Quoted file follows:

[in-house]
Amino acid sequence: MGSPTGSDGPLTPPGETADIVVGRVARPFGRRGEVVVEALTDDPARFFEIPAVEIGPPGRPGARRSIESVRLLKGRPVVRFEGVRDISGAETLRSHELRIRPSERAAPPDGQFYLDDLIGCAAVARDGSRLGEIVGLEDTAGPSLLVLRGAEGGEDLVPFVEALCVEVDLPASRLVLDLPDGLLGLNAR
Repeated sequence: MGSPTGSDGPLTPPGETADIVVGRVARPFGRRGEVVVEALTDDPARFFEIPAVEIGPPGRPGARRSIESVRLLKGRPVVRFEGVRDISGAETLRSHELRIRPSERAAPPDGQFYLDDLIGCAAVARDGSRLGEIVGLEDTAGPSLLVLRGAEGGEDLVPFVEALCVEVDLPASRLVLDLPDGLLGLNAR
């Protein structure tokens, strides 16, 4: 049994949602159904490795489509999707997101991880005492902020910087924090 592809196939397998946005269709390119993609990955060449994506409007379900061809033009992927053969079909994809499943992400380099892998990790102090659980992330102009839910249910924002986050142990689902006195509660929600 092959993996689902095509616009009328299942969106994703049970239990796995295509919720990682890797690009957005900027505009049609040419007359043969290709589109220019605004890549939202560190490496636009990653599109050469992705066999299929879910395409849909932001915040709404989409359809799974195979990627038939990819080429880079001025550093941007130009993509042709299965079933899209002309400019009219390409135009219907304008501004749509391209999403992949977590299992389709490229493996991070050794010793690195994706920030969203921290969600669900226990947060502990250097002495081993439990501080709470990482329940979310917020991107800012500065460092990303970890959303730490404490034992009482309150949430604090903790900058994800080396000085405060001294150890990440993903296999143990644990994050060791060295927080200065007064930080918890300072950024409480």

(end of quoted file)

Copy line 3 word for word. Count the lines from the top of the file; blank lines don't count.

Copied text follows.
Repeated sequence: MGSPTGSDGPLTPPGETADIVVGRVARPFGRRGEVVVEALTDDPARFFEIPAVEIGPPGRPGARRSIESVRLLKGRPVVRFEGVRDISGAETLRSHELRIRPSERAAPPDGQFYLDDLIGCAAVARDGSRLGEIVGLEDTAGPSLLVLRGAEGGEDLVPFVEALCVEVDLPASRLVLDLPDGLLGLNAR